2010 Riesling, Kabinett, Kreuznacher Krötenpfuhl, Dönnhoff, Nahe, Germany

2010 Riesling, Kabinett, Kreuznacher Krötenpfuhl, Dönnhoff, Nahe, Germany

Product: 20108118709
Prices start from £159.00 per case Buying options
2010 Riesling, Kabinett, Kreuznacher Krötenpfuhl, Dönnhoff, Nahe, Germany

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Available by the case In Bond. Pricing excludes duty and VAT, which must be paid separately before delivery. Storage charges apply.
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One of Helmut’s favourite vineyards, the 2ha Krotenpfuhl site in the village of Kreuznach nearby always seems to show a delicate, spring-water like character; especially in 2010 with the 35 grams of residual sugar balancing out the highly detailed fruit. Drinking now or will develop till 2020 at least.
(David Berry Green, Berrys' Germany Buyer)

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Critics reviews

Wine Advocate91/100
Honeysuckle, green tea, and apple blossom in the nose of Donnhoffs 2010 Kreuznacher Krotenpfuhl Riesling Kabinett set the tone for a buoyant, pure-fruited palate and a lip-smacking, dynamically interactive finish of flowers, herbs, apple, plus a saline, meat stock- and soy-like savor. Something about the gravel that here overlays volcanic stone seems to conduce (hypothesizes Donnhoff) to a floral, forwardly fruity, and buoyant personality. And that would probably be rendered kaput if the wine were vinified trocken, he adds. (Though flowers and levity, in fact, seem to be common themes in this years collection.) Expect this fine value to delight for 12-15 years.
David Schildknecht - 23/12/2011 Read more

About this WINE



The Nahe River flows north into the Rhine at Bingen – located at the western end of the Rheingau. The best wines from the Nahe have been described as having the Rheingau’s elegance, the Rheinhessen’s body and the Mosel’s acidity.

There are several outstanding producers in the area, with the most celebrated being Helmut Dönnhoff. He produces some of Germany's finest Riesling wines from the world-famous Niederhausen and Schlossböckelheim vineyards. Several of his notable wines also come from the less-well-known Norbeim and Oberhausen vineyards.

His Kabinett and Spätlese wines are exceptionally rich with complex, with intense mineral overtones. They are delicious when young but have the potential to improve for up to 10 years, with the top wines lasting even longer.

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Unlike many German regions, the Nahe’s production is focused on quality rather than quantity: 57% is QmP (equivalent of Appellation Contrôlée), 41% QbA (equivalent to Vin de Pays) and only 2% Tafelwein (Vin de Table). The climate is mild and balanced with lots of sun, moderate rainfall and very little frost; the region is also protected against cold winds by the Soonwald and Hunsrück Mountains. All this enables the grapes to have a long and dry ripening in late summer.

One of the smaller German wine regions, covering 4,300ha, Nahe’s extraordinary range of soil types is second to none. The entire rock cycle of igneous (volcanic), sedimentary (sandstone, clay, limestone) and metamorphic (slate) rocks can be found here. For this reason, the region is able to produce quite diverse wines from relatively few grape varieties: Riesling wines of great finesse and a light spiciness, fragrant Müller-Thurgau with floral hints and full-bodied and earthy Silvaner. The most important districts are around Schloss Böckelheim in the upper-middle Nahe, and Bad Kreuznach in the Lower Nahe. However the Rhenish slate at Bretzenheim and volcanic soils around Monzingen and Merxheim that yield fresh, steely Rieslings can also be very good.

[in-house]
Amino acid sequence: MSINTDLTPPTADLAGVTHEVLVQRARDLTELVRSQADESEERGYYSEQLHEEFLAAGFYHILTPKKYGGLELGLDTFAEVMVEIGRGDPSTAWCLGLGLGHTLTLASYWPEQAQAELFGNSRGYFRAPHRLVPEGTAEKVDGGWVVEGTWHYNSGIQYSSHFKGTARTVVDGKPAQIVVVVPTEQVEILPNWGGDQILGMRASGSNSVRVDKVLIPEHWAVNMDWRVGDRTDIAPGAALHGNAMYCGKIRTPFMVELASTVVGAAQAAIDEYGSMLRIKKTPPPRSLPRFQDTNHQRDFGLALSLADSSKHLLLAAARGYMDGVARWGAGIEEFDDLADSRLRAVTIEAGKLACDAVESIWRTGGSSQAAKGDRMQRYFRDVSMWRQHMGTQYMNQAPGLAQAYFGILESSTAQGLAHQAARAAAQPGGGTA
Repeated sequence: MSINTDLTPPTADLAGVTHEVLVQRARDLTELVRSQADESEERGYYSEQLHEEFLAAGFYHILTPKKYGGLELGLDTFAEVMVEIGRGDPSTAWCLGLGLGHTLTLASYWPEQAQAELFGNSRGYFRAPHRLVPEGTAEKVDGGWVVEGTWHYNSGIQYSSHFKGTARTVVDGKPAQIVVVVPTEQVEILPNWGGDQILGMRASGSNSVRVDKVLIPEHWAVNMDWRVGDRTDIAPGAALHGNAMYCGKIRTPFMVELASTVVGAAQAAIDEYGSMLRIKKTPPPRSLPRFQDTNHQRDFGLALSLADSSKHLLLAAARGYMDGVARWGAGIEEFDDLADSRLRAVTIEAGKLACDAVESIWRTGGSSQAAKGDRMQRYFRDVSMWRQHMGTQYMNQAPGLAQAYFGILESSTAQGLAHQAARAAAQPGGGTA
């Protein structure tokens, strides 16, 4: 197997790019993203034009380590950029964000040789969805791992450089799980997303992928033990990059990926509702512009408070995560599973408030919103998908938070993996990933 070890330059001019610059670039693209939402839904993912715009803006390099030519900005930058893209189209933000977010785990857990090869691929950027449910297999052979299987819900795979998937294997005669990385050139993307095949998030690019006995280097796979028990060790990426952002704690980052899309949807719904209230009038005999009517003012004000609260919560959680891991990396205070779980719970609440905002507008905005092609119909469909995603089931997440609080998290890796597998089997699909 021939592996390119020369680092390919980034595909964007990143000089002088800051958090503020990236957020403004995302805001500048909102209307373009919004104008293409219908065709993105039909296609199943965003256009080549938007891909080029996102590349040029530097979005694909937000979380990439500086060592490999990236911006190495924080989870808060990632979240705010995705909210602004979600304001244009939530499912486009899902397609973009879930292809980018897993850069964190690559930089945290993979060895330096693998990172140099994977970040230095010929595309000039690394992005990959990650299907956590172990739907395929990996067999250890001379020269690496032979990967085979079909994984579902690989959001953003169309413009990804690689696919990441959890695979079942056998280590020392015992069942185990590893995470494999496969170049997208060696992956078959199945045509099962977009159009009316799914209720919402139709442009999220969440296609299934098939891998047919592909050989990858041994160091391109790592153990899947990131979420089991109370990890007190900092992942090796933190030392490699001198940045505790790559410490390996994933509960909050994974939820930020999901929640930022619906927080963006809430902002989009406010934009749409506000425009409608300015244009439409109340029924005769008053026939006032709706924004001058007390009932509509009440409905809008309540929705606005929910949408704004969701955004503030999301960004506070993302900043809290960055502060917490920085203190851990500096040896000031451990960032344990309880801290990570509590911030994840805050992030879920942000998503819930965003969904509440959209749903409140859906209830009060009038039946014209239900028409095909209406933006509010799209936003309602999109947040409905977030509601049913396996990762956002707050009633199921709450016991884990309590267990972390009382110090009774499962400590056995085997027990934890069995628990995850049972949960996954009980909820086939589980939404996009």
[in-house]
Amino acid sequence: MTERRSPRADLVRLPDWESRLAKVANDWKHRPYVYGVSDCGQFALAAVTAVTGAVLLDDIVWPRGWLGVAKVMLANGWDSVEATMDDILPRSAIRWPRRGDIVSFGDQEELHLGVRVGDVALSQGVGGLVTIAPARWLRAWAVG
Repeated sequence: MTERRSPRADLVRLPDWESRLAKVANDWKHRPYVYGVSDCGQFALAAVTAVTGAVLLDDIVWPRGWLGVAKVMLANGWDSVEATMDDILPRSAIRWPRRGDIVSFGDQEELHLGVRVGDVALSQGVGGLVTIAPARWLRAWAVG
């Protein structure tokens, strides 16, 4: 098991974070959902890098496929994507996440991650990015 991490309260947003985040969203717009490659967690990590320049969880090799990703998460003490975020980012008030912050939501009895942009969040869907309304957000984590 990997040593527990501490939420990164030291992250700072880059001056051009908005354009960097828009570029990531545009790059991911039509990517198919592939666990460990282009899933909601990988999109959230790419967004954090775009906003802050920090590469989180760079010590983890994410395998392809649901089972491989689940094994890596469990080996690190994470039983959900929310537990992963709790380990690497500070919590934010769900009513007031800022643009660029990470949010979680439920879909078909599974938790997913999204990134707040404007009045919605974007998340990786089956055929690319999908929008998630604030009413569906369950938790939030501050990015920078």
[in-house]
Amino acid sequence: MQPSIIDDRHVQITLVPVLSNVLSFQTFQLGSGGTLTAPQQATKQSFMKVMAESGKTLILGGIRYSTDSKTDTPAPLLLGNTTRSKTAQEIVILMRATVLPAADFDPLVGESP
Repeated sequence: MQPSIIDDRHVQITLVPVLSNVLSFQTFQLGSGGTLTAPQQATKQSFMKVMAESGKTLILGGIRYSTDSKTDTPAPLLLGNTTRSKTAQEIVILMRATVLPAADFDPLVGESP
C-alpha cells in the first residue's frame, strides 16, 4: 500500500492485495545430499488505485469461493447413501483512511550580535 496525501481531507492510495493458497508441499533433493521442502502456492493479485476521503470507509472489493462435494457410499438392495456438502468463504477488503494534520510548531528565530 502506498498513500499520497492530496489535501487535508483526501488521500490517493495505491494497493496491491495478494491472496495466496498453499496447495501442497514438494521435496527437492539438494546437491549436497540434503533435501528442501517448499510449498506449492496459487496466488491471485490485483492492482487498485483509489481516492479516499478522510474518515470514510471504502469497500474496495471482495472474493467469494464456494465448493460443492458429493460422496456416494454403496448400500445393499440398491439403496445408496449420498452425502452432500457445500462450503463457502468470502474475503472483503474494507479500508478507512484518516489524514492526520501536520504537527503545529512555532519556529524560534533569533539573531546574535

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Riesling's twin peaks are its intense perfume and its piercing crisp acidity which it manages to retain even at high ripeness levels.

In Germany, Riesling constitutes around 20% of total plantings, yet it is responsible for all its greatest wines. It is planted widely on well-drained, south-facing slate-rich slopes, with the greatest wines coming from the best slopes in the best villages. It produces delicate, racy, nervy and stylish wines that cover a wide spectrum of flavours from steely and bone dry with beautifully scented fruits of apples,apricots, and sometimes peaches, through to the exotically sweet flavours of the great sweet wines.

It is also an important variety in Alsace where it produces slightly earthier, weightier and fuller wines than in Germany. The dry Rieslings can be austere and steely with hints of honey while the Vendages Tardives and Sélection de Grains Nobles are some of the greatest sweet wines in the world.

It is thanks to the New World that Riesling is enjoying a marked renaissance. In Australia the grape has developed a formidable reputation, delivering lime-sherbet fireworks amid the continental climate of Clare Valley an hour's drive north of Adelaide, while Barossa's Eden Valley is cooler still, producing restrained stony lime examples from the elevated granitic landscape; Tasmania is fast becoming their third Riesling mine, combining cool temperatures with high UV levels to deliver stunning prototypes.

New Zealand shares a similar climate, with Riesling and Pinot Gris neck to neck in their bid to be the next big thing after Sauvignon Blanc; perfectly suited is the South Island's Central Otago, with its granitic soils and continental climate, and the pebbly Brightwater area near Nelson. While Australia's Rieslings tend to be full-bodied & dry, the Kiwis are more inclined to be lighter bodied, more ethereal and sometimes off-dry; Alsace plays Mosel if you like.

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